Twenty-one former American prisoners of war, "every one a hero," journeyed home Saturday in good spirits, embraced by their joyous families as well as a proud nation.
All carried bouquets of flowers given to them by Bahraini officials, and one - Army Spec. Melissa Rathbun-Nealy - celebrated her 21st birthday with a surprise party thrown by her fellow former POWs and medical officials."I feel good," Rathbun-Nealy, of Newaygo, Mich., told reporters before boarding a VIP plane that carried 20 of the Americans home. She declined to comment when asked about her treatment by Iraqi captors. She said her thoughts were of returning to her parents' home and her fiance.
A C-141 medical evacuation plane carried the 21st former POW on the 21-hour flight. Both planes were headed to Andrews Air Force Base outside Washington.
Waiting to welcome the 19 men and two women and give thanks from a grateful nation were Defense Secretary Dick Cheney and Gen. Colin Powell, chairman of the Joint Chiefs of Staff.
The POWs were expected to be invited to the White House later Sunday or Monday to receive the thanks of President Bush.
Most of the former POWs said they felt great to be heading home, including Capt. William F. Andrews, 32, of Syracuse, N.Y., who walked to the plane on crutches. Asked what he would do when he arrived home, he replied: "Give my wife a hug."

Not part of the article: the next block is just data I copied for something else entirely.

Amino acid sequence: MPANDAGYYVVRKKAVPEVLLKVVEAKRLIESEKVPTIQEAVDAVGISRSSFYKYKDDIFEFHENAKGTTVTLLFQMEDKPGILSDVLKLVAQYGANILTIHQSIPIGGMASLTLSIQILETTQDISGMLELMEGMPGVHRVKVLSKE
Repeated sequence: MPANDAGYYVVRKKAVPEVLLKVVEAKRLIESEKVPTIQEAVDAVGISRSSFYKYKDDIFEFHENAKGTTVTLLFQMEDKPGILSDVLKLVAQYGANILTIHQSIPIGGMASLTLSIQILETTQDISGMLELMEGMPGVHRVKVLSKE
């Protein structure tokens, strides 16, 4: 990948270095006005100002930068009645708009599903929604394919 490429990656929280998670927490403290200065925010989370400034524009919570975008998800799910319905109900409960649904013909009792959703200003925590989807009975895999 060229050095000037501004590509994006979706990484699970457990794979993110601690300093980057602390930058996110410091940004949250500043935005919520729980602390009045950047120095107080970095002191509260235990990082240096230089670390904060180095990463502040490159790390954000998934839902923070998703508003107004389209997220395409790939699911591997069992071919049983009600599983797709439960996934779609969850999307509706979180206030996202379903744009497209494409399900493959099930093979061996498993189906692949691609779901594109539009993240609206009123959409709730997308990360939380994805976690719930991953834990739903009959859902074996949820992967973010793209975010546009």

Perhaps the most seriously injured was Maj. Rhonda L. Cornum, 36, of East Aurora, N.Y., who had a brush with death trying to save a comrade last weekend. Her helicopter crashed in southern Iraq on a search-and-rescue mission for another downed pilot. Five crewmen in her helicopter were killed.
Cornum and two other survivors were taken prisoner. She suffered two broken arms, a broken hand, and facial and knee injuries. Asked if she was treated all right during her captivity, she replied: "Most of the time, yes. The first day wasn't great."
The POWs were initially treated aboard the U.S. hospital ship Mercy off Bahrain after their release in two groups in Baghdad last Monday and Wednesday.
Gen. H. Norman Schwarzkopf, the commander of U.S. forces in Operation Desert Storm, hailed them as "every one a hero."
The Mercy's chief medical officer said some of the POWs were struck by their captors and had periods when they were given only bread or water. But the POWs praised Iraqi medical officials, said the official, Navy Capt. Dick Osborne.
"The kinds of abuse that they endured varied extremely," he said. Some were not touched by the captors, but others were "struck a lot during interrogations."
"Luckily there were no lasting effects. It was not intended to maim or kill," Osborne said.